Canadian Soybeans Become Latest Victim in China Trade Spat

May 17, 2019 02:57 PM
Canadian soybean shipments are being held in Chinese ports for inspections, signaling that tensions spurred by the arrest of a top Huawei executive last year are expanding beyond canola.

(Bloomberg) -- Canadian soybean shipments are being held in Chinese ports for inspections, signaling that tensions spurred by the arrest of a top Huawei executive last year are expanding beyond canola.

Members of Canada’s soybean association were informed by Chinese importers that two cargoes will be held at the port of entry until a number of tests for plant pathogens have been performed. That’s part of heightened scrutiny of all shipments of soybeans to China.

“It has come to our attention that there are strengthened inspection measures occurring for Canadian products at ports in China,” Canadian Agriculture and Agri-Food Minister Marie-Claude Bibeau said in an emailed statement Friday. “We are seeking further details from China on this issue and we are working with Soy Canada.”

The more stringent inspections, reported by the Wall Street Journal on Thursday, come after China revoked the canola seed import licenses of two Canadian exporters and China detained two Canadians. That follows the December arrest in Canada of Huawei Chief Financial Officer Meng Wanzhou at the request of U.S. authorities.

Last week, Canadian Prime Minister Justin Trudeau said he believes Canadian canola is being used as a pawn in the ongoing trade war between the U.S. and China. Last weekend, Bibeau attended the G20 agricultural ministers’ meeting in Japan where she raised the canola issue with her Chinese counterpart Han Changfu.

Nervous Buyers

Even before this week, the Canadian soybean industry signaled it may be getting caught up in the trade spat after first quarter exports to China fell.

“We’ve heard nothing officially, but some of the exporters reported their customers were nervous about importing soybeans from Canada because they weren’t certain that the market access would be normal,” Ron Davidson, executive director of Soy Canada, said by telephone.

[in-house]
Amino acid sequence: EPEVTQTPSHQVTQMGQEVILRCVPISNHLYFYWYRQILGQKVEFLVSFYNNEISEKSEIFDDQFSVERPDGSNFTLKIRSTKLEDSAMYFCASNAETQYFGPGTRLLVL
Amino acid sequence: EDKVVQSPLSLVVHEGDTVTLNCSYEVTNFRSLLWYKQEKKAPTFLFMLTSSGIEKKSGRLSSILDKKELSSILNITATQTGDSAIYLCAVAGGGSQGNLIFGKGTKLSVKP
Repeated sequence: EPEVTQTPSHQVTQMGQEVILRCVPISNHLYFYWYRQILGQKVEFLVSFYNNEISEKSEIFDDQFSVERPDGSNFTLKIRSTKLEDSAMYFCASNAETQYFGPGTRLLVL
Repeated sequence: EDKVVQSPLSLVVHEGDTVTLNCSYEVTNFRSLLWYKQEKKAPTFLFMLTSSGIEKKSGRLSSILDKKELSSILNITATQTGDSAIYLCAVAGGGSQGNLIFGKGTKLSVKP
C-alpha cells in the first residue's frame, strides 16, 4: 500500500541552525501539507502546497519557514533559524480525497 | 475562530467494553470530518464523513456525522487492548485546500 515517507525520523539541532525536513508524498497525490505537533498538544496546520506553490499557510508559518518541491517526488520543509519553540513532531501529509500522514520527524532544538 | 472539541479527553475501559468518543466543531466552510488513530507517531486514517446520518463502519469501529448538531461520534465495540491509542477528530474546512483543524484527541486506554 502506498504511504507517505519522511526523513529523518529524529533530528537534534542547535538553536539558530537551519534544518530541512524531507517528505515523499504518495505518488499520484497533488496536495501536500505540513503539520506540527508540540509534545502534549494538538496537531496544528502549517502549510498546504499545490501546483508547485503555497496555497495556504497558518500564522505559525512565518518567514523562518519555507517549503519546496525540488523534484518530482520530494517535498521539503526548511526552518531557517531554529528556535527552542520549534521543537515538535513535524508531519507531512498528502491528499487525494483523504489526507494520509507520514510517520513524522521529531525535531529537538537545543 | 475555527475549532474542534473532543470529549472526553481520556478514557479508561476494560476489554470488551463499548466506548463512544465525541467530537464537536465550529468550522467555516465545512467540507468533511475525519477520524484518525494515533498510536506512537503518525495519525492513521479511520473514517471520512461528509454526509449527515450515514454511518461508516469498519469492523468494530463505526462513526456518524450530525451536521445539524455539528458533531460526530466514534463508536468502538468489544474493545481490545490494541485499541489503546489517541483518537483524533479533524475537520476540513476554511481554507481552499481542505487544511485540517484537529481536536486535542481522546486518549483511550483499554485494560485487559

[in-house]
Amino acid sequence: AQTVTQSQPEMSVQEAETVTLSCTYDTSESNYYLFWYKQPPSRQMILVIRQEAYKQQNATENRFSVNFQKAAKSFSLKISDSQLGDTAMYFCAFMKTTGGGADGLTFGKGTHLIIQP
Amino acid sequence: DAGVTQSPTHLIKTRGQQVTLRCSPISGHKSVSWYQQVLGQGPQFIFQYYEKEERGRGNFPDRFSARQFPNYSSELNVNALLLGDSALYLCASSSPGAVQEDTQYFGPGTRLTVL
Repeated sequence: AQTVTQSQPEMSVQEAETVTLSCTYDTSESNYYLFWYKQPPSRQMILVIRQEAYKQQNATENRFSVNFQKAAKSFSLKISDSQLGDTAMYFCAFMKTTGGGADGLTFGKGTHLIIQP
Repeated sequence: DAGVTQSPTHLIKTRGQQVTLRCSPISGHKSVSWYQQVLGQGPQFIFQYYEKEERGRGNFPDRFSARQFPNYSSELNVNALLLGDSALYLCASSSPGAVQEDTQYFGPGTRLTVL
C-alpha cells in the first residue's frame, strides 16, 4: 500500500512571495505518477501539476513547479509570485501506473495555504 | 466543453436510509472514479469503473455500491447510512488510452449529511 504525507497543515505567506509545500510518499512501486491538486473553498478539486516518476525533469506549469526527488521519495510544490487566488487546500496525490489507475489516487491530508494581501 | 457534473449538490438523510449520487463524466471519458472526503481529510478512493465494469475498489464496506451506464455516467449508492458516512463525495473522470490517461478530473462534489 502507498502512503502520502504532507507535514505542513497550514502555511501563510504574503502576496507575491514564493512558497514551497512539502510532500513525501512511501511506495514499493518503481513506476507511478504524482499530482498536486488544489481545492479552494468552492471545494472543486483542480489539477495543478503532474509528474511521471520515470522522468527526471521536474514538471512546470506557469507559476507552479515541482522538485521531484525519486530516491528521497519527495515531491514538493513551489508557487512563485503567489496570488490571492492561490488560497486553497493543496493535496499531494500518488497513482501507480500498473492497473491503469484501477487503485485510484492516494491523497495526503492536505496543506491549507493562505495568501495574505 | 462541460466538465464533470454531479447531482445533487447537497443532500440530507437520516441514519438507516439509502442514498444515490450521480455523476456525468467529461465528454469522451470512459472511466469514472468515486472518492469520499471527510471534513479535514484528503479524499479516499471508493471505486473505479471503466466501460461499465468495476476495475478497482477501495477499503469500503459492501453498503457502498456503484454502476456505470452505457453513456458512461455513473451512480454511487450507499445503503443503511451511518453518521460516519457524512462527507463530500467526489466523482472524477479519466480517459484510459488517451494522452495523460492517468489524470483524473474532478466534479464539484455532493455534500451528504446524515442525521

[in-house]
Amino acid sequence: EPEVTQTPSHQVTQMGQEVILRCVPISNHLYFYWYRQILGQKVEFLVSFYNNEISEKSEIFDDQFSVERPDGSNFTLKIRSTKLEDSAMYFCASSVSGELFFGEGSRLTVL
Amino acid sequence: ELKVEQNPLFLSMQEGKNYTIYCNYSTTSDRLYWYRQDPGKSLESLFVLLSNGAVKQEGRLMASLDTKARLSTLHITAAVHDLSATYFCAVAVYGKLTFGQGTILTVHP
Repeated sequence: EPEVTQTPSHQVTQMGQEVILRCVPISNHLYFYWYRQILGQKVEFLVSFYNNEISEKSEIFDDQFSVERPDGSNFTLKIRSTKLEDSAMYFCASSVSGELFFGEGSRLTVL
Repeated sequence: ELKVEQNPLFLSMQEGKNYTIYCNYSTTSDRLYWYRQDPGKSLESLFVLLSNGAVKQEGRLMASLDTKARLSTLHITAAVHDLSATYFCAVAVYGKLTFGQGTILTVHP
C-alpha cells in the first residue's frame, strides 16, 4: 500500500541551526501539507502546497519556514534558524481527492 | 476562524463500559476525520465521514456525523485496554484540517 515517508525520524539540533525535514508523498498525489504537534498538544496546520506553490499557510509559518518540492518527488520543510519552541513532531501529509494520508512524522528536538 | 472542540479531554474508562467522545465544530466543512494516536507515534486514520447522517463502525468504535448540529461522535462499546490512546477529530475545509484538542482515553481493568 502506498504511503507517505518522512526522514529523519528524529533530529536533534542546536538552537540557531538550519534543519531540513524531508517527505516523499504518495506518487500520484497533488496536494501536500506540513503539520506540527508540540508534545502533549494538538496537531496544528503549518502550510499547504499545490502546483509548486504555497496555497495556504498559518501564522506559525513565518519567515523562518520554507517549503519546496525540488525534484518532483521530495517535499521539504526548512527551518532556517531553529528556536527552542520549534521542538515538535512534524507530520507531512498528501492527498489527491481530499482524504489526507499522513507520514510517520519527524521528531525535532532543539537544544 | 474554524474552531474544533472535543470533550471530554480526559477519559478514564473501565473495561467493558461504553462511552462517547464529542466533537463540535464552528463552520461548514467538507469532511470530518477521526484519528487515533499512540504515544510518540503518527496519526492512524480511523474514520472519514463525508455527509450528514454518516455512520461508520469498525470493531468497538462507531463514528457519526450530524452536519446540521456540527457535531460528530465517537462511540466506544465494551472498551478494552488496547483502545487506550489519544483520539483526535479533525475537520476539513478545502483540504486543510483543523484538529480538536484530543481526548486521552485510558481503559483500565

Chinese demand for Canadian beans jumped last year as buyers from the Asian nation turned away from American product amid Beijing’s tariff tit-for-tat with Washington.

“We’ve got a situation where we’ve sort of been forced into becoming very reliant on one market and if there’s a problem with that one market then exports are increasingly at risk," Davidson said.

Soybeans aren’t as big a deal in Canada as other crops. Statistics Canada estimates 5.6 million acres of soybeans this year compared with 21.3 million acres and 25.7 million acres for canola and wheat, respectively.

Back to news


Spell Check

Somewhere in, ND
5/18/2019 10:02 AM

  We are now the "rogue" nation as trumpty dumpty continues to bully other nations around.

uptown, IN
5/17/2019 09:47 PM

  Great example of trumpee behind the scenes dirty work. Yet his "great relations" with Canada is more fake news he spews as Canada and their ag industry has to suffer the consequences. Likely, trumpee is happy about that as this is just one more way he puts the screws to our trade heavy neighbor to the north. And USMCA has a whole bunch of language in it that Canada is suppose to abide with, concerning its intentions and trading with China., that Canada first has to report to the US for approval. What a crock of bull crap that is ! Just who does trumpee and his henchmen think they are to dictate to another sovereign country what they can and cannot do.


Corn College TV Education Series


Get nearly 8 hours of educational video with Farm Journal's top agronomists. Produced in the field and neatly organized by topic, from spring prep to post-harvest. Order now!


Market Data provided by
Brought to you by Beyer